So, following the violent events and controversy surrounding the white nationalist/supremacist rally in Charlottesville, it was reported by Berkeleyside that an employee was fired from his job because of his participation in the rally. (The story was subsequently updated to state that the employee voluntarily resigned during a conversation with his employer about his involvement at the rally). But the initial story raised questions about whether an employer can take action against an employee for engaging in off-duty activities that an employer may find repugnant – such as participating in a white supremacist rally. Continue Reading Workplace Lessons From Charlottesville
Departing employees do a lot of dumb things with email. Sometimes they use an employer’s systems, which they know are regularly monitored, to ask their attorneys how to set up claims against their employers. Sometimes, after they email a slew of confidential or trade secret information to themselves on their way out the door, they click delete on the sent messages only to leave all of the evidence in the “deleted” folder. In today’s blog, we ask employers to leave it to departing employees to do dumb stuff with email. Continue Reading Don’t Access My Emails And Tell Me It’s Legal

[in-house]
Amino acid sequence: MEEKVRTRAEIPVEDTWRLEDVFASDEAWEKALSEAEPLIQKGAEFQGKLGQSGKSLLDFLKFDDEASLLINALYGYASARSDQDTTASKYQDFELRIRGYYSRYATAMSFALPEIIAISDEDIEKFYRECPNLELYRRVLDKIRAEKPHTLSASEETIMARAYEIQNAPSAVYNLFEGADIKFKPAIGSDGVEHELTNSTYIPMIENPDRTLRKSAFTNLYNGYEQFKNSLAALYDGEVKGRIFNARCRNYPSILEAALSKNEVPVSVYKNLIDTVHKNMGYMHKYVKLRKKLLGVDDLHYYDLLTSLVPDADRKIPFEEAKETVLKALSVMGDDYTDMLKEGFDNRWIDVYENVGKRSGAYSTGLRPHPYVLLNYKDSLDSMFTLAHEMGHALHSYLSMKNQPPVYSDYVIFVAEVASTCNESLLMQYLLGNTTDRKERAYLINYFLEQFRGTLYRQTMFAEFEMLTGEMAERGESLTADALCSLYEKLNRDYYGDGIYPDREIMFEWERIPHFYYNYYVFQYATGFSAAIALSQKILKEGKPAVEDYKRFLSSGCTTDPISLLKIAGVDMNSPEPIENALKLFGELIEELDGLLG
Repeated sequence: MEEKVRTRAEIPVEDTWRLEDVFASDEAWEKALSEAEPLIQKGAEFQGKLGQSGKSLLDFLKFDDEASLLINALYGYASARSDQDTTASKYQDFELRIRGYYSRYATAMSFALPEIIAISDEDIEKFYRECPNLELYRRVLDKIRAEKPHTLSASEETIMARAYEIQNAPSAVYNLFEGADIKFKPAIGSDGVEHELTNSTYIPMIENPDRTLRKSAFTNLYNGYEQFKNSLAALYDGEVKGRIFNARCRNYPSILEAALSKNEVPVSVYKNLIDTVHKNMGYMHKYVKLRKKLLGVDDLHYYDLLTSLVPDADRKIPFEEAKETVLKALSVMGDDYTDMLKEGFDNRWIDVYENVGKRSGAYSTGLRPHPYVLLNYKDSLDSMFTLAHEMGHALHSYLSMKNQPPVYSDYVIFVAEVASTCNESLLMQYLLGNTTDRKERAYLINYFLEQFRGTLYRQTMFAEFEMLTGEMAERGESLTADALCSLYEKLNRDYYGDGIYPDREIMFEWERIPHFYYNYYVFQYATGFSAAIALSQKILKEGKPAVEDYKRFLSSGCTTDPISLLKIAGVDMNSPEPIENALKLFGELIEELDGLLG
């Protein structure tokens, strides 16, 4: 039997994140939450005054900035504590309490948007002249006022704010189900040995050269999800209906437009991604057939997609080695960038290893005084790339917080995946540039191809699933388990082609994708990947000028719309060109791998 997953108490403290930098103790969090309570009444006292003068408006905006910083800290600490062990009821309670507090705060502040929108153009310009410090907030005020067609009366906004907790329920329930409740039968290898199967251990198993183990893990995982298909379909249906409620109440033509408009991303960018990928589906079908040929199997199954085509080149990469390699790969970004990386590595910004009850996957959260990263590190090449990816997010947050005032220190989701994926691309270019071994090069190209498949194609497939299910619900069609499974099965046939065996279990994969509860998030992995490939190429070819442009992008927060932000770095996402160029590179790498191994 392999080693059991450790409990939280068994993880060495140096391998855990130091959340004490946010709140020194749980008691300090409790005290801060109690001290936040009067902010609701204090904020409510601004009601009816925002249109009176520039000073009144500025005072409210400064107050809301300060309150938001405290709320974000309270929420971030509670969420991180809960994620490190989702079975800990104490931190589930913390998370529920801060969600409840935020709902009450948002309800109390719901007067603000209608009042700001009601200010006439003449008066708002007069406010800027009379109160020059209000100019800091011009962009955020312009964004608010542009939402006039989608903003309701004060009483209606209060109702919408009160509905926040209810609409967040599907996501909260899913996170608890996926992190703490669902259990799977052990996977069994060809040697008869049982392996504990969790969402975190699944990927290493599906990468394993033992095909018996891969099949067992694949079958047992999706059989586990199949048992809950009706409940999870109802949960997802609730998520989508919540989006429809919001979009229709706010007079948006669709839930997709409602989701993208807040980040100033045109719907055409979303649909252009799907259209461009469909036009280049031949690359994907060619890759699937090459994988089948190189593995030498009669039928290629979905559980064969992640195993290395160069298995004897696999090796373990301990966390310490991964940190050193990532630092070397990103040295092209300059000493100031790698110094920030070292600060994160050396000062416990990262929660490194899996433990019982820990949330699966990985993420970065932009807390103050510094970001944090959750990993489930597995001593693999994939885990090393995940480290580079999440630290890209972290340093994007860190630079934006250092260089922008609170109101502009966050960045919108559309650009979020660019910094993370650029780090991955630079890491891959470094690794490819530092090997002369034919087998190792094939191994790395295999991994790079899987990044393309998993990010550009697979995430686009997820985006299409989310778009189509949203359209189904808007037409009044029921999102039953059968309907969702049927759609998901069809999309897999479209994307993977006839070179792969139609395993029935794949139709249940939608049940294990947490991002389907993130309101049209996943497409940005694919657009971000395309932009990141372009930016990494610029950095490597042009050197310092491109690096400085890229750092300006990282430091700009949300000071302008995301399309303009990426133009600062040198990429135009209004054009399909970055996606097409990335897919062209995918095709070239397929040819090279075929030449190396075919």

The issue of whether employees can be required to sign arbitration agreements that contain waivers of their right to file a class or collective action over employment-related disputes is one that has drawn much attention – and much conflict – in recent years. The Obama administration, it seemed, steadfastly opposed such waivers. Under the Trump administration, which (regardless of your politics) has had a slow and bumpy transition of federal agency leadership, the agencies do not appear to be operating from the same playbook – as evidenced by recent actions by the National Labor Relations Board, (NLRB), the Department of Justice (DOJ), and the Consumer Financial Protection Board (CFPB). Continue Reading The Government Seems Confused About Class Action Waivers
This past week, the American Civil Liberties Union announced that it was filing a charge of discrimination with the Equal Employment Opportunity Commission on behalf of a male J. P. Morgan employee because the company denies fathers paid parental leave on the same terms as mothers. Now this is an issue that has been percolating for awhile – and one that is not necessarily on the radar screens of smaller employers, many of whom may offer maternity – but not paternity – leave benefits to their employees. Continue Reading Maternity/Parental Leave Policies – A Trap for the Unwary
Employers rejoice! The Trump administration continues to roll back the anti-business positions asserted by various federal agencies under the Obama administration, as most recently evidenced by the Department of Labor’s June 7, 2017 withdrawal of two Administrator Interpretations on joint employment and independent contractor status. Continue Reading DOL Withdraws Guidance Documents on Joint Employment and Independent Contractor Status